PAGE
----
Patty Guggenheim’s She-Hulk Performance: Madisynn Season 1 Episode 4

THE ARTIST | Patty Guggenheim

THE SHOW | She-Hulk: Lawyer

THE EPISODE | “Isn’t that real magic?” (September 8, 2022)

THE PERFORMANCE | She had us at, “and a Y, but that’s not where you think.”

When Mystic Castle magician Donny Blaze first took Madisynn King out of his audience for a spin, his drink almost splashing out of his glass, you might have groaned at the first hint of his tipsy vocal fry. But Guggenheim instantly made the party girl hilarious specific with the rhythm of his speech and his intonations. (Seriously, who else notices, “Ew,” when facing an inter-dimensional portal?)

Then when Madisynn toppled through another portal and nearly landed in Wong’s lap? Just like the Sorcerer Supreme tried to binge The Sopranos in his Kamar-Taj cradle? We were off to the races, as the MCU’s most unlikely friendship was forming (blurted Soprano spoilers be damned). There was a quiet sparkle in the way Guggenheim – who once played a girl from Florida – clearly recounted how Blaze “sent me to a different dimension, then a talking goat helped me escape a pit of washed in exchange for six drops of my blood. “, while being distracted by a broken dress strap.

Guggenheim’s best showcase came when attorney Jen Walters/She-Hulk reluctantly called her to testify in court, as “Wongers” (A-plus straight man Benedict Wong) sought to stifle the act of Blaze, dropped out of Mystic Arts. The way she casually recounted the pact she made with a “land of fire” demon “that I can not chat” was a hoot, and yet it paled in comparison to her detailing the emotions she felt during her portal jumps: “At first it was fun. So scary. So fun Again. So scarybut in a fun way!”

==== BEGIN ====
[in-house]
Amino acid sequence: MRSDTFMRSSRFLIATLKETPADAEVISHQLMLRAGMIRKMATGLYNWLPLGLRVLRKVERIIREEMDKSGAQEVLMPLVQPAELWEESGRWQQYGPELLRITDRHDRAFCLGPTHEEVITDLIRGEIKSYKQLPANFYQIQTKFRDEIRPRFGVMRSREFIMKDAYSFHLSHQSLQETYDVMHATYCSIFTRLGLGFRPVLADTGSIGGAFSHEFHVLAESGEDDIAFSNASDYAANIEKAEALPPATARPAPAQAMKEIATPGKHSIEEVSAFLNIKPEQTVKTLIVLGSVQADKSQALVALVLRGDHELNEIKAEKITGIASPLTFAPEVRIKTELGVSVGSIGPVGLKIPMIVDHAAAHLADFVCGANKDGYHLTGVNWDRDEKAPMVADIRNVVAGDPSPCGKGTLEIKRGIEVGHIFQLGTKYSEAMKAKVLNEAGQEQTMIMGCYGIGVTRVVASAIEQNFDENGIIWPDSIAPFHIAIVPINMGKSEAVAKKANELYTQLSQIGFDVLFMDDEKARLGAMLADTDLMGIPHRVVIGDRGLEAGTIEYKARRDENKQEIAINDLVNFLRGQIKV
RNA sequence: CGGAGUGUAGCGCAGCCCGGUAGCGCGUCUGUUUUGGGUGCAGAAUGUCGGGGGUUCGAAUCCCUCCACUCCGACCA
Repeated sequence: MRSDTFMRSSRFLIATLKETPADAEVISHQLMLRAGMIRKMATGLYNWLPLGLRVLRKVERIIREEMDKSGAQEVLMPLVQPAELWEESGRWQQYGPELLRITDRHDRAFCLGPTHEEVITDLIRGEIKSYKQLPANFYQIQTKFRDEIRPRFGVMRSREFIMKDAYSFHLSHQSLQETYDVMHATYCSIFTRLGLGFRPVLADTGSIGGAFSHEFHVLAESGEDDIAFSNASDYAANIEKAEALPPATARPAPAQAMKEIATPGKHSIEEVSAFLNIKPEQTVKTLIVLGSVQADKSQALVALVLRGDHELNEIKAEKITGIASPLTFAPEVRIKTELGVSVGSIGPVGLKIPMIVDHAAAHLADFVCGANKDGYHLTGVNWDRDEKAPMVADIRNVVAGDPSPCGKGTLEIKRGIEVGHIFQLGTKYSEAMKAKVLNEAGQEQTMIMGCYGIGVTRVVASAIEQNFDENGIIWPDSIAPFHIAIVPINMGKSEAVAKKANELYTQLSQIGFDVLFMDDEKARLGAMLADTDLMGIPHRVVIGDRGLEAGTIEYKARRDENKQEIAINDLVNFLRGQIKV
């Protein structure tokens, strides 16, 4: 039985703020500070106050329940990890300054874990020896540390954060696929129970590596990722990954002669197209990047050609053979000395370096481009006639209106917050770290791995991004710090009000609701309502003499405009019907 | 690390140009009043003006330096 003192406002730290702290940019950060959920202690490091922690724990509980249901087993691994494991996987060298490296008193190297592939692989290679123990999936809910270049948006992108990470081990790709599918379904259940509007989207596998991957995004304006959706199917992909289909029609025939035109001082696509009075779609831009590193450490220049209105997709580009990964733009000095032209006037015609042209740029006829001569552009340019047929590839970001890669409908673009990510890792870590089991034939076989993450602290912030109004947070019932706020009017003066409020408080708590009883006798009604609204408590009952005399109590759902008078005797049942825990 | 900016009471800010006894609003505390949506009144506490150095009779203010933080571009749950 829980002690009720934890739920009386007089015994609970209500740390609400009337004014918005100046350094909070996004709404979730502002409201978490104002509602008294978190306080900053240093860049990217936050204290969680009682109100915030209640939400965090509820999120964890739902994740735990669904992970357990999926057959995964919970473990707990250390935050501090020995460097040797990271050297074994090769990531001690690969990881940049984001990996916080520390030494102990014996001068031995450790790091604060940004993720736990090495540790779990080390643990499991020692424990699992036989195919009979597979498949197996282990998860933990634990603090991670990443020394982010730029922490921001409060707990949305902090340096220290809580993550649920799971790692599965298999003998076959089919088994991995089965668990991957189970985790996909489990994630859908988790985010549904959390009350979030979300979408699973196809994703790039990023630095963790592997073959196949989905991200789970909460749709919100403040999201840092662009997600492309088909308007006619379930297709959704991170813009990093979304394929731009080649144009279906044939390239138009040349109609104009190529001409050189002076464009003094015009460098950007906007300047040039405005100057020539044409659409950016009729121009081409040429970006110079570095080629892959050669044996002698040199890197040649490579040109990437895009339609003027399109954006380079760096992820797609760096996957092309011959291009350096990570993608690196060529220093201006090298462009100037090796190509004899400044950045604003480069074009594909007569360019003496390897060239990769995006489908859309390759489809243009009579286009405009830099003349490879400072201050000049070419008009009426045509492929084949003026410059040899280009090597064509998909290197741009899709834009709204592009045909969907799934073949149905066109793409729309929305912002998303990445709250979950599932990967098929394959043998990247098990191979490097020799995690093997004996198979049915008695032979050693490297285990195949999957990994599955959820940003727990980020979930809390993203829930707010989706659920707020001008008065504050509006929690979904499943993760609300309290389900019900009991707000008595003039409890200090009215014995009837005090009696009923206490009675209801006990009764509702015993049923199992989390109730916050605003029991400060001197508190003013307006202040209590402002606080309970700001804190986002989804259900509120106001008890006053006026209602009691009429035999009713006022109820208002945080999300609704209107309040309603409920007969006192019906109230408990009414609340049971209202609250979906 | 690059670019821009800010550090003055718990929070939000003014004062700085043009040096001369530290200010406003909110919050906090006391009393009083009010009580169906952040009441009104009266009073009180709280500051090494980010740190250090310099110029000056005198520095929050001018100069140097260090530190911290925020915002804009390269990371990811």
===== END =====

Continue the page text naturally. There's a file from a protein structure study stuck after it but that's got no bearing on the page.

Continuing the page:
All told, Guggenheim’s Madisynn was one of the first truly contemporary characters to enter the MCU in quite some time – someone who, for better or worse, felt real and wasn’t carefully cast. by injection to serve a purpose by heart. She is neither a scientist nor a doctor nor a superpowered being. She’s just a girl from Florida who just shares popcorn and a It’s us frenzy with his Wongers. And maybe some yak milk too. Case closed!

HONORABLE MENTION | Dragon HouseEarly episodes of Big Lannister Energy were sorely lacking, a deficit that Jefferson Hall made up for twice in the hour on Sunday. Playing twins Tyland (standing, driven) and Jason (smarmy, titled) Lannister, Hall gave us a look at his considerable range. But we’d like to focus on the absolutely entertaining way he, as Jason, attempted to woo Princess Rhaenyra. Hall mixed the arrogance we recognize from House Lannister with Jason’s naked ambition, which bordered on buffoonery. (Need a laugh? Go back and watch how his face changes as Rhaenyra turns her back on him.) The episode left us very excited to see what Hall will do when the spotlight is on Ser Tyland.

Ismael Cruz Córdova in The Lord of the Rings: The Rings of PowerHONORABLE MENTION | This week The Lord of the Rings: The Rings of Power found Arondir nearly at his breaking point after the wood elf was captured by Orcs and forced to labor at one of their camps in horrific conditions. In a powerful scene that revealed his fierce warrior spirit, the chained elf took on a Warg – the same beast that nearly killed Aragorn in the The two towers – to help his friend escape, only to watch them die. While we really enjoyed those acrobatic moves that inspired the same awe we felt with Legolas in Peter Jackson’s films, we were most impressed by the fire in Ismael Cruz Córdova’s eyes and the mighty roar of his lungs as the elf fought back. With a will stronger than mithril, Arondir is quickly becoming one of our favorites to watch.

What we do behind the scenes Colin Robinson Mark ProkschHONORABLE MENTION | It’s always bittersweet to watch children grow up, but it was especially hard to watch What we do in the shadows‘ Colin Robinson steps into manhood this week – just because it was such goofy fun to watch Mark Proksch play him through every stage of his goofy teenage years. Colin began this week’s finale as a brooding, explosive death metal teenager, and Proksch captured that angsty age perfectly with hunched shoulders, sneers, and eye-rolls. It also struck an unexpectedly poignant note when Colin discovered his unfortunate fate as an energy vampire. By the time he reverted to his familiar form as the painfully dull adult Colin, it almost felt like two different actors, since Proksch was so compelling as “Baby Colin.”

Which performance(s) hit your socks this week? Tell us in the comments!

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